We drank a carafe of a light, fresh Casal Mendes rose, Vinho da Mesa, from Portugal with the first round and then went back to studying the menu again, this time with fish in mind. When it came to fish, the idea of a cods’ roe eclair was sufficiently intriguing that we had to go for them, served as they were with thinly sliced pickled cucumber and wasabi pearls. The wasabi was very restrained, and the cods’ roe itself was like the smoothest, most intense taramasalata imaginable. Lynne had nipped off to the Ladies’ when the dish arrived and I had to work very hard to stop myself from scarfing both of them while she was gone. They were almost as brilliant as the egg and despite the physical differences, we were starting to see similarities between what was happening here and what we ate at Victor’s Fine Dining in Germany last year with the emphasis on mixing local cuisine with Japanese influences.
We also shared the east coast lobster, with marinated slices of incredibly finely cut kohlrabi, little blobs of satay sauce that exploded in the mouth, and some sweet and juicy compressed watermelon. The lobster was fabulous, sweet and moist and perfectly done, and the creamy sauce with it was light and delicious.
As for the hake with pickled lemon and a green chilli aioli, with shredded sorrel and fennel, it was a stunner of a dish. Rich in flavour, with perfectly cooked fish. The kitchen is calm, quiet and clearly the people in there know exactly what they are doing, the precision of the cooking is amazing.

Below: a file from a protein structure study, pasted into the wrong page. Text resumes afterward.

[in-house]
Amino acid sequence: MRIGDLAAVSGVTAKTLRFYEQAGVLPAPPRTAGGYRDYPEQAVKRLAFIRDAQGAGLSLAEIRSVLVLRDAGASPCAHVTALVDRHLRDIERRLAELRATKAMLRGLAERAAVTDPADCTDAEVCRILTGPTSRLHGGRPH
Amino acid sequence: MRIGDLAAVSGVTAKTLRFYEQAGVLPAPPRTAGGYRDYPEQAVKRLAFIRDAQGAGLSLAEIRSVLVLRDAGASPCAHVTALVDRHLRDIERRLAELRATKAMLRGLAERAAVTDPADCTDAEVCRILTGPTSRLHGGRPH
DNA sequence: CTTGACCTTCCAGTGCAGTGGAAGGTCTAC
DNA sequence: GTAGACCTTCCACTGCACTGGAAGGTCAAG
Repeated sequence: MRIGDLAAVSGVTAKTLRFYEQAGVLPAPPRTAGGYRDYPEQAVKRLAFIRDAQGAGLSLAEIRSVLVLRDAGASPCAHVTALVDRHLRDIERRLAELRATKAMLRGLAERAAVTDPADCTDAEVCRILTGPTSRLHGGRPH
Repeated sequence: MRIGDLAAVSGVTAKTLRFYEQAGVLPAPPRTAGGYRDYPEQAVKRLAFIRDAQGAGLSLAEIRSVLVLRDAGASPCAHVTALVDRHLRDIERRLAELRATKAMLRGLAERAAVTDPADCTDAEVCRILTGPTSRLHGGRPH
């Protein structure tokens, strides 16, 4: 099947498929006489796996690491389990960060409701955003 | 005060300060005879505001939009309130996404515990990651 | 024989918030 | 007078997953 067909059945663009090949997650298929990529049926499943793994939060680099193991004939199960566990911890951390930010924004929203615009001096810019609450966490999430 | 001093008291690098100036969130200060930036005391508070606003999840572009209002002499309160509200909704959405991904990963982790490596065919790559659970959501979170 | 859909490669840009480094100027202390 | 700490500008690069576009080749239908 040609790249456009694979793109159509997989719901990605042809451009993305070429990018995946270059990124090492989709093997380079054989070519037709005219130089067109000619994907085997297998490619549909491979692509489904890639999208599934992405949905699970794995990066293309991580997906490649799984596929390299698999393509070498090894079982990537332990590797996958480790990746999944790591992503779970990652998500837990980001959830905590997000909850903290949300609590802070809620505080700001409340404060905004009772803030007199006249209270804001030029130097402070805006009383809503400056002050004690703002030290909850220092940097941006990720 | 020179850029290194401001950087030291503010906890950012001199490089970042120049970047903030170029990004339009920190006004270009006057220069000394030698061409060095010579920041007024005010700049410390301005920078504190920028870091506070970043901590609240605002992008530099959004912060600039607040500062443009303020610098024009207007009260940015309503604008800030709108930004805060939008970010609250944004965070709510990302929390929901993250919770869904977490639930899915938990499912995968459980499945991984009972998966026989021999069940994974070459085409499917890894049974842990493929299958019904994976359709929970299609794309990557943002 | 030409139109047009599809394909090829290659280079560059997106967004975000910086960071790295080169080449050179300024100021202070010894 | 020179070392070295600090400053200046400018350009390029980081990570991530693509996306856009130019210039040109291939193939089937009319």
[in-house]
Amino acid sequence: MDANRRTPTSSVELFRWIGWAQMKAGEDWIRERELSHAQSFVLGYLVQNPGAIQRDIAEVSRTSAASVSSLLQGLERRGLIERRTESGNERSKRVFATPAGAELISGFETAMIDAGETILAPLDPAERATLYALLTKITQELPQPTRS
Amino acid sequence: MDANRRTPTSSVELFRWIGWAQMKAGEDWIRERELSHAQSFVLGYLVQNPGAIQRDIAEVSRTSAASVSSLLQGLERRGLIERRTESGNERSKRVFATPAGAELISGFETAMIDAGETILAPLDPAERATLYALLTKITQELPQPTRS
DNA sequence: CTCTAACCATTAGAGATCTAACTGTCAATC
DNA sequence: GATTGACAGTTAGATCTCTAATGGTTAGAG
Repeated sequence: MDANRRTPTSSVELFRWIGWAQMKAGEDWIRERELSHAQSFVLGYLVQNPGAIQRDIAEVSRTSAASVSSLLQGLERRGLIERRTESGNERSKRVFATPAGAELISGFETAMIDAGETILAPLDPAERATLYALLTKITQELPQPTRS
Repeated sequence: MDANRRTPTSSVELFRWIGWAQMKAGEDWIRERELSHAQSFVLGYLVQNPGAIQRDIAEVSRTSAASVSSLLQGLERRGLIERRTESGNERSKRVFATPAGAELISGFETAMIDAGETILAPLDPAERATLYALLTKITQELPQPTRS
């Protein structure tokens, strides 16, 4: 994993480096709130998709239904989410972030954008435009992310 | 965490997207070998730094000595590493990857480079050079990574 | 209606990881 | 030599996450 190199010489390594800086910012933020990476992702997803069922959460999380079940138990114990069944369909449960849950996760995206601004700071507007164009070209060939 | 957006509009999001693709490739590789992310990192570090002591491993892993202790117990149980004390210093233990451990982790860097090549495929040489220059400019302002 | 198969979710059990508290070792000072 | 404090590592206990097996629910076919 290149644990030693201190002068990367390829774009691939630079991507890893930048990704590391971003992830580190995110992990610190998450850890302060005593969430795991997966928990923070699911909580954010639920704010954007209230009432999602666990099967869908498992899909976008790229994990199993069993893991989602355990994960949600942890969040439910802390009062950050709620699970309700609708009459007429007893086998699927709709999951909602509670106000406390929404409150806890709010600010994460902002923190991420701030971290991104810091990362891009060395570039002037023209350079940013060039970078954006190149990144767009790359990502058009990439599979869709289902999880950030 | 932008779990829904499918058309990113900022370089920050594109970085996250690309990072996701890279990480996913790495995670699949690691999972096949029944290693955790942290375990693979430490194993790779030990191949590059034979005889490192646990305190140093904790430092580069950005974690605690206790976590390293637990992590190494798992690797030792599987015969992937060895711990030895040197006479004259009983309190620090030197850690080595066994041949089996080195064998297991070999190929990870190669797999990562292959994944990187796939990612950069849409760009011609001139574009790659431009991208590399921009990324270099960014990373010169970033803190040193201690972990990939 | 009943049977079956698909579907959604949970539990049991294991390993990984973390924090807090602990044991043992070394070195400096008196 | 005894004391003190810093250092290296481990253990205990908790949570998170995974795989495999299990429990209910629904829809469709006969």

With the fish we went for a carafe of 2016 Gruner Veltliner, Josef Ehmoser, from Wagram in Austria. Very lovely it was too, just fruity enough to stand up to the food, just dry enough not to be cloying. And having got that far it was time to consider the menu one last time, with meat in view. This took us to the rather more expensive end of the short list of options, but was still providing excellent value along with excellent food. The beef tartare Caesar toast, with artichoke tsukemono (a form of Japanese pickled vegetables). The toast was crisp, redolent of Parmesan cheese, and the beef was soft, still recognisably beef rather than having been reduced to pulpy mince by the preparation process. This, as I say, is a very smart kitchen.
Also excellent was the crisp lamb belly with courgette, pickled onions and pomegranate, the lamb two succulent squares under a pile of onions and courgette strips. It went brilliantly with the pomegranate seeds and yogurt that ringed the plate. I’d have liked more of the lamb, though I didn’t need it by this stage, especially as we had a vegetable dish as well.
And for the vegetable, there they went with the Japanese touches again, this time in the shape of an aubergine ‘katsu’, a thick aubergine slice cooked to softness with a scattering of crispy onion, sitting on a pool of curry sauce with tremendous depth of flavour, and vibrant both in colour and taste. It was accompanied by a long bean kimchi that added punch to the dish in contrast to the soft sweetness of the aubergine and sauce.
We drank a final carafe, this time a Tannat, Pueblo del Sol 2015 from Uruguay, a great choice of wine to go with meats, and of course the grape variety that is also used to make Madiran. It clearly does just as well in South America as it does in south western France, because this was a fabulously jammy, chewy mouthful.
We couldn’t cope with the idea of any more food, either in the shape of the savoury “afters” or the desserts. We settled instead for a glass each of Pedro Ximenez sherry, from Fernando de Castilla, a pleasant way to end a superb meal. If you have the chance to go and eat at Skosh, do it! You can thank me later.